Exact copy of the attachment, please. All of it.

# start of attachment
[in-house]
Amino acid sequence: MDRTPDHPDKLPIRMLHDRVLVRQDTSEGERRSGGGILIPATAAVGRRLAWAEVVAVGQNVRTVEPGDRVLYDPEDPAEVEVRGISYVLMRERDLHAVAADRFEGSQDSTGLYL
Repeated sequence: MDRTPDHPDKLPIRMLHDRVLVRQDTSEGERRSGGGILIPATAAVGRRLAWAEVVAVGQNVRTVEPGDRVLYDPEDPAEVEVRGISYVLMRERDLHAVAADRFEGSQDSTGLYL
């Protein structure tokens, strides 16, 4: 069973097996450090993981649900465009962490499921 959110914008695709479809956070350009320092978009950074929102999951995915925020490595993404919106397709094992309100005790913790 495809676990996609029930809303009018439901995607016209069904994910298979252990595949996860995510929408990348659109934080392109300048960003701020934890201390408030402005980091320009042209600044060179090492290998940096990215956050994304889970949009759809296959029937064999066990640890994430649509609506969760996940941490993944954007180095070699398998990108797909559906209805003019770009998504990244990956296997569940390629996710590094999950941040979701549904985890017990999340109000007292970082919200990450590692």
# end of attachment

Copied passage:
[in-house]
Amino acid sequence: MDRTPDHPDKLPIRMLHDRVLVRQDTSEGERRSGGGILIPATAAVGRRLAWAEVVAVGQNVRTVEPGDRVLYDPEDPAEVEVRGISYVLMRERDLHAVAADRFEGSQDSTGLYL
Repeated sequence: MDRTPDHPDKLPIRMLHDRVLVRQDTSEGERRSGGGILIPATAAVGRRLAWAEVVAVGQNVRTVEPGDRVLYDPEDPAEVEVRGISYVLMRERDLHAVAADRFEGSQDSTGLYL
């Protein structure tokens, strides 16, 4: 069973097996450090993981649900465009962490499921 959110914008695709479809956070350009320092978009950074929102999951995915925020490595993404919106397709094992309100005790913790 495809676990996609029930809303009018439901995607016209069904994910298979252990595949996860995510929408990348659109934080392109300048960003701020934890201390408030402005980091320009042209600044060179090492290998940096990215956050994304889970949009759809296959029937064999066990640890994430649509609506969760996940941490993944954007180095070699398998990108797909559906209805003019770009998504990244990956296997569940390629996710590094999950941040979701549904985890017990999340109000007292970082919200990450590692």